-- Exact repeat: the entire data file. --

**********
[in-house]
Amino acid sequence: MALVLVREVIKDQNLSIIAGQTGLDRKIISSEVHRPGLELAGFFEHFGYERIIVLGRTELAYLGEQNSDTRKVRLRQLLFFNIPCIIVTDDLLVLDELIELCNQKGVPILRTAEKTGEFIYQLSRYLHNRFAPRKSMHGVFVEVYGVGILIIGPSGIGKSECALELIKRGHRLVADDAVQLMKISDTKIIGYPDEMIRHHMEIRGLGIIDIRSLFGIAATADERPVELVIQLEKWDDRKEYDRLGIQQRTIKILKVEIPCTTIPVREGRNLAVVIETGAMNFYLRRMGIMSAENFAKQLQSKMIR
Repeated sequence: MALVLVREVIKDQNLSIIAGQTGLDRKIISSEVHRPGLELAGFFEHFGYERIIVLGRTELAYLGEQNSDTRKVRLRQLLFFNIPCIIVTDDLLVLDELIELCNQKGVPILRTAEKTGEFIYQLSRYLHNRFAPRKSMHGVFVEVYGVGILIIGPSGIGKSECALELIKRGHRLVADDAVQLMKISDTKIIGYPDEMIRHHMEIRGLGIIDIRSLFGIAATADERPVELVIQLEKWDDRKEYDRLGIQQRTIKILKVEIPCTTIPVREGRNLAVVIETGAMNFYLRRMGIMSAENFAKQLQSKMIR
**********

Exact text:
[in-house]
Amino acid sequence: MALVLVREVIKDQNLSIIAGQTGLDRKIISSEVHRPGLELAGFFEHFGYERIIVLGRTELAYLGEQNSDTRKVRLRQLLFFNIPCIIVTDDLLVLDELIELCNQKGVPILRTAEKTGEFIYQLSRYLHNRFAPRKSMHGVFVEVYGVGILIIGPSGIGKSECALELIKRGHRLVADDAVQLMKISDTKIIGYPDEMIRHHMEIRGLGIIDIRSLFGIAATADERPVELVIQLEKWDDRKEYDRLGIQQRTIKILKVEIPCTTIPVREGRNLAVVIETGAMNFYLRRMGIMSAENFAKQLQSKMIR
Repeated sequence: MALVLVREVIKDQNLSIIAGQTGLDRKIISSEVHRPGLELAGFFEHFGYERIIVLGRTELAYLGEQNSDTRKVRLRQLLFFNIPCIIVTDDLLVLDELIELCNQKGVPILRTAEKTGEFIYQLSRYLHNRFAPRKSMHGVFVEVYGVGILIIGPSGIGKSECALELIKRGHRLVADDAVQLMKISDTKIIGYPDEMIRHHMEIRGLGIIDIRSLFGIAATADERPVELVIQLEKWDDRKEYDRLGIQQRTIKILKVEIPCTTIPVREGRNLAVVIETGAMNFYLRRMGIMSAENFAKQLQSKMIR